I gave a talk tonight, entitled “Visions of the Journey: Dare to Dream.” I was invited to share my experiences dabbling in photography, writing, and blogging since leaving a 25-year corporate career in public relations in 2008. The occasion served as a catalyst to reflect on not only the past two years but earlier events leading up to it.
In 1982, as part of the largest graduating college class in history at the time and with gas lines a recent memory, I just wanted a job, and any job would do, thank you. My father was furious with me for having switched my major from business to psychology “for Christ’s sake, Margaret Ellen!” He darkly predicted he’d have to foot the bill for Katie Gibbs on top of the New England college tuition.
My dad had been deeply affected by growing up during the Depression with an oft-absent father nicknamed “Weasel” who was reportedly a compulsive gambler. The specter of the family living in a cardboard box was routinely bandied about despite the decidedly Middle Class existence my father’s profession as a dentist afforded. I later learned he had yearned to go into medical research but deemed the economic prospects less promising and the bottom line was more important.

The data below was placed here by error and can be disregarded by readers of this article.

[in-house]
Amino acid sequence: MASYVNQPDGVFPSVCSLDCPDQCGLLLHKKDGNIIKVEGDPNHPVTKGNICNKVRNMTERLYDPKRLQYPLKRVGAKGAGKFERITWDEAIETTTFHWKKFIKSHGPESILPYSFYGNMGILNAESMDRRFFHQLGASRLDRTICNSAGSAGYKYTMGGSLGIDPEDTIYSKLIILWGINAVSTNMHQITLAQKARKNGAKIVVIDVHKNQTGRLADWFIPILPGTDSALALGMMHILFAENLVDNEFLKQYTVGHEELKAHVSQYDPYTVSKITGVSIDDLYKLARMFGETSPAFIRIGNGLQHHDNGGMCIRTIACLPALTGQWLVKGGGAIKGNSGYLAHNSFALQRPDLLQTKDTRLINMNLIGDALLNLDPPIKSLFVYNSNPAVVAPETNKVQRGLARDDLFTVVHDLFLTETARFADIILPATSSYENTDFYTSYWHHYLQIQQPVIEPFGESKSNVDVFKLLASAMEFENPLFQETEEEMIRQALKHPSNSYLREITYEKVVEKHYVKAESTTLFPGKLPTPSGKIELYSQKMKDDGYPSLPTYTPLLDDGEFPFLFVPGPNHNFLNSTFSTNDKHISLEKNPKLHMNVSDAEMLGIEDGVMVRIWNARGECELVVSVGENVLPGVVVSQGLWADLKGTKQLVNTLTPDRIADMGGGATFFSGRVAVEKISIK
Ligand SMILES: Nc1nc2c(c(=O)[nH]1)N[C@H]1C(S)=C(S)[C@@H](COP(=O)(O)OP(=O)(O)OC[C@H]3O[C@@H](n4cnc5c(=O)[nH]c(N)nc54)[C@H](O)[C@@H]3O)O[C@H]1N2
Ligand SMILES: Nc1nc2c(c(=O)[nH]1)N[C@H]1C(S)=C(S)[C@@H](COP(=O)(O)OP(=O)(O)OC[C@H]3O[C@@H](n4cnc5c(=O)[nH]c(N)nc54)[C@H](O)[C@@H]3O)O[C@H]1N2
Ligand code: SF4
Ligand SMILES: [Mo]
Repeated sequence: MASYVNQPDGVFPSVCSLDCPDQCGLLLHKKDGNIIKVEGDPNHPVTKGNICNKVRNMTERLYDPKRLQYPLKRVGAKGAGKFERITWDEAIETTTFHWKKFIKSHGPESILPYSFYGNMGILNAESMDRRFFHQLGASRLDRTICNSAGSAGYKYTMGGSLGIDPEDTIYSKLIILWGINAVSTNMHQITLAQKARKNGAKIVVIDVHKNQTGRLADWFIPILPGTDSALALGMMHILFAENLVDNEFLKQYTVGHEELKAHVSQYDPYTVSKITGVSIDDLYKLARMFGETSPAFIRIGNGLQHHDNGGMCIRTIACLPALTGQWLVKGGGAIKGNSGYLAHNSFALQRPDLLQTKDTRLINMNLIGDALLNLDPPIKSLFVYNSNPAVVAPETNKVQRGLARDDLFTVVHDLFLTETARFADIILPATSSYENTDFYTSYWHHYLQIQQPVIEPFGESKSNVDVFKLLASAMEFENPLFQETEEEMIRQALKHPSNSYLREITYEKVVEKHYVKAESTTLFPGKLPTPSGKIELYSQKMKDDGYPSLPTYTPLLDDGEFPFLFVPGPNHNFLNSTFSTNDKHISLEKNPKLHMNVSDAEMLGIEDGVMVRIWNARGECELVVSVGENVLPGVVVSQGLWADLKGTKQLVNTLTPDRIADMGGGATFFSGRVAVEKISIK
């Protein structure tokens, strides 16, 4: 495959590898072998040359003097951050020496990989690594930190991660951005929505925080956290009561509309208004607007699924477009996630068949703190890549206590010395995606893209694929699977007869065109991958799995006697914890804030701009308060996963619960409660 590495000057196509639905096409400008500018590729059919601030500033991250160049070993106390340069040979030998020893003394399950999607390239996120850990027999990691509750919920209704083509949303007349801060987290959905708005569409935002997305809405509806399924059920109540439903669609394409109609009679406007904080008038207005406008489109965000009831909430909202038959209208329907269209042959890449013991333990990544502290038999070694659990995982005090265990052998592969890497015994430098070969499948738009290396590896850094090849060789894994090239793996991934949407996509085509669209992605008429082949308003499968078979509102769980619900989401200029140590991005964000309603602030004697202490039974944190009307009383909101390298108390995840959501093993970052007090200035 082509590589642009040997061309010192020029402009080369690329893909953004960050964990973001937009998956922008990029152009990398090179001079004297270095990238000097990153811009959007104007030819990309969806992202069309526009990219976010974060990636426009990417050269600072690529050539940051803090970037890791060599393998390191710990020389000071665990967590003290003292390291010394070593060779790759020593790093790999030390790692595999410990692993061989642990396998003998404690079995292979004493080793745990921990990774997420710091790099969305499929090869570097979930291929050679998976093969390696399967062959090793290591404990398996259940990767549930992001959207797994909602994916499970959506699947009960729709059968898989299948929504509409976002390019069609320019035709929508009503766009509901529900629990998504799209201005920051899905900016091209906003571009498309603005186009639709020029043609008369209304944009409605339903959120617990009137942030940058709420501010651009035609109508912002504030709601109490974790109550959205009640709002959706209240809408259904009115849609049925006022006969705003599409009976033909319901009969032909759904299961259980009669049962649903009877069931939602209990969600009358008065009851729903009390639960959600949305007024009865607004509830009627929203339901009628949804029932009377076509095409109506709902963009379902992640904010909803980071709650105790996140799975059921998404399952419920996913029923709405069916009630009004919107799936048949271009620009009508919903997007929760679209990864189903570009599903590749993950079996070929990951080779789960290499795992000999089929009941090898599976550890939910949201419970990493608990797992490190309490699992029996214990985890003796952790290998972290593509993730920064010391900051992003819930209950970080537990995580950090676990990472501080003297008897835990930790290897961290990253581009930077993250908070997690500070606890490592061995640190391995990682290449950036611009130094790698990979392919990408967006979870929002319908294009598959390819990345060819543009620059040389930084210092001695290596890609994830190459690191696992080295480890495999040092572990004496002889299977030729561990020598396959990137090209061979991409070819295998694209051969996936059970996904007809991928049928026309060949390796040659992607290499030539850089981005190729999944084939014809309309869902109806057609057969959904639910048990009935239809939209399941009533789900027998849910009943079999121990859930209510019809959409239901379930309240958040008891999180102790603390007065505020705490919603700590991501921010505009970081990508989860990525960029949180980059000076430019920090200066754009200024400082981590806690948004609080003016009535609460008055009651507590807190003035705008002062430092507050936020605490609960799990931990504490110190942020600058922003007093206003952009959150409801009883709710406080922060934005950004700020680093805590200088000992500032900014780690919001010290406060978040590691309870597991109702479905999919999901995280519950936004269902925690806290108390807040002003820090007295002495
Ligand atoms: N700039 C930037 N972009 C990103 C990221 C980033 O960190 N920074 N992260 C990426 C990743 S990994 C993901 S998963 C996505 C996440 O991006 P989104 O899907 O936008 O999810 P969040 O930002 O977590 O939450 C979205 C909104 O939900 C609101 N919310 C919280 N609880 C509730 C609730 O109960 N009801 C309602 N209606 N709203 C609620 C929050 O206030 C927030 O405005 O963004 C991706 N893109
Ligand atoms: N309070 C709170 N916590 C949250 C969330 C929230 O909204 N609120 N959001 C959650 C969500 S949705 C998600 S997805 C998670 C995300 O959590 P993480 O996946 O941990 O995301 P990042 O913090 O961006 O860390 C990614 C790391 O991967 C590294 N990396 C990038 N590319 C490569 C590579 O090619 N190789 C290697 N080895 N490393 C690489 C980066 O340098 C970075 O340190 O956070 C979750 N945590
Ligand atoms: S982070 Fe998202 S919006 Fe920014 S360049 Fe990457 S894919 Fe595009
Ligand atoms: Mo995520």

When I was offered a clerical position with the Capital Hilton Hotel after a week of job-hunting, I was so terrified of having to get a cardboard box of my own, I leapt at the prospect. I spent my days in a space the size of a coffin, drawing lines in a huge diary, blocking off which sales person had booked conventions into which meeting rooms. All the while, I plotted my course to prosperity and freedom. My father died a few years later and I worked even harder. By the time I was 30, I was earning double what his salary had been at the time of his death. My mental image of myself is as Rambo, scaling an enormous ladder, knife in teeth, grenade in hand, bandoleers crossing my chest, fighting the good fight to earn a decent wage.
Fast-forward twenty years and my weapons of choice were my cell phone and blackberry, or “crackberry,” as a former colleague called it. Not being able to disengage myself from either appendage or my obsession with all things work-related, I might as well have been living in a cardboard box. Life was hardly a canvas for me and the lines I was forcing myself to color within had become increasing oppressive.
While in Santa Fe a couple of weeks ago, I met a new friend who commented that in recent years, she finds she is regularly hearing of professions she never knew existed. She said half-jokingly “Why didn’t I know about these jobs when I was growing up?”
Tonight, I was delighted to see a friend of mine arrive for my talk—our paths have diverged and we don’t see each other as often as we used to. She too is now looking to make a midlife career change. The icing on the cake is that she brought her nephew, who at a young age is already exploring broad brush strokes. I’m betting he is a Picasso in the making.
For more images of Playa del Carmen, see Travel Photos